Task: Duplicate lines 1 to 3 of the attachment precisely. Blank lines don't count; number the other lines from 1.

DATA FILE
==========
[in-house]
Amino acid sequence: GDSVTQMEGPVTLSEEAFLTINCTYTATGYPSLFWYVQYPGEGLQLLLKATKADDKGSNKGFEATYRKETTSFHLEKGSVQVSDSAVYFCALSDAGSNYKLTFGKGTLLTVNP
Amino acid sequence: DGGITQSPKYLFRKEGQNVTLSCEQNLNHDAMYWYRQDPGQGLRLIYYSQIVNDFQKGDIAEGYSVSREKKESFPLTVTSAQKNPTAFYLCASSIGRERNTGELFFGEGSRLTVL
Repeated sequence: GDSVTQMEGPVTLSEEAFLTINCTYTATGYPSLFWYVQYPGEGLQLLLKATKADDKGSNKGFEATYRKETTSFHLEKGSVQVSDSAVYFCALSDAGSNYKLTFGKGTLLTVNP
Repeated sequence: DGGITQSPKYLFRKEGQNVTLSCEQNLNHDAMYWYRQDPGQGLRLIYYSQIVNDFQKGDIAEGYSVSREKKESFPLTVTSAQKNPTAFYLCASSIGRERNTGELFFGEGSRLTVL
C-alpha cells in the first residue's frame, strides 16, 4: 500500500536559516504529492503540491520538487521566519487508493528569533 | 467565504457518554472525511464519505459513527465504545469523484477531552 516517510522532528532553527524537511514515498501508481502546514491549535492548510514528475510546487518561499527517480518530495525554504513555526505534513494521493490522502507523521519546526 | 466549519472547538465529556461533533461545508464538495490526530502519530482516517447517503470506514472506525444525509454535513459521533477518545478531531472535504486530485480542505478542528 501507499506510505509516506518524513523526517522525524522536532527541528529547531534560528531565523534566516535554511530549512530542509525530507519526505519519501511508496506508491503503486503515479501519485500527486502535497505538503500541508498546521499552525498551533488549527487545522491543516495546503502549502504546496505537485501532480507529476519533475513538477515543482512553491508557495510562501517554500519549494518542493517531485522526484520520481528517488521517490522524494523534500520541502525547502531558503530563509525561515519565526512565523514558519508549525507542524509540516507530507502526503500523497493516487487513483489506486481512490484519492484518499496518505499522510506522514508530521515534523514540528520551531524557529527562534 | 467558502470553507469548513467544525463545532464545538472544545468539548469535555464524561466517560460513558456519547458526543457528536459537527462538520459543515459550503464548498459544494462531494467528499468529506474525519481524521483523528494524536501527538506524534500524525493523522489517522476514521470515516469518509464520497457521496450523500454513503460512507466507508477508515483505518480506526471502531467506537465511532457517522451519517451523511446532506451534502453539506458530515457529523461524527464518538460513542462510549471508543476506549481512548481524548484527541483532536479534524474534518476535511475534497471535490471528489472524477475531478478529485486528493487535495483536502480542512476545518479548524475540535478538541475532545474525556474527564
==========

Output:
[in-house]
Amino acid sequence: GDSVTQMEGPVTLSEEAFLTINCTYTATGYPSLFWYVQYPGEGLQLLLKATKADDKGSNKGFEATYRKETTSFHLEKGSVQVSDSAVYFCALSDAGSNYKLTFGKGTLLTVNP
Amino acid sequence: DGGITQSPKYLFRKEGQNVTLSCEQNLNHDAMYWYRQDPGQGLRLIYYSQIVNDFQKGDIAEGYSVSREKKESFPLTVTSAQKNPTAFYLCASSIGRERNTGELFFGEGSRLTVL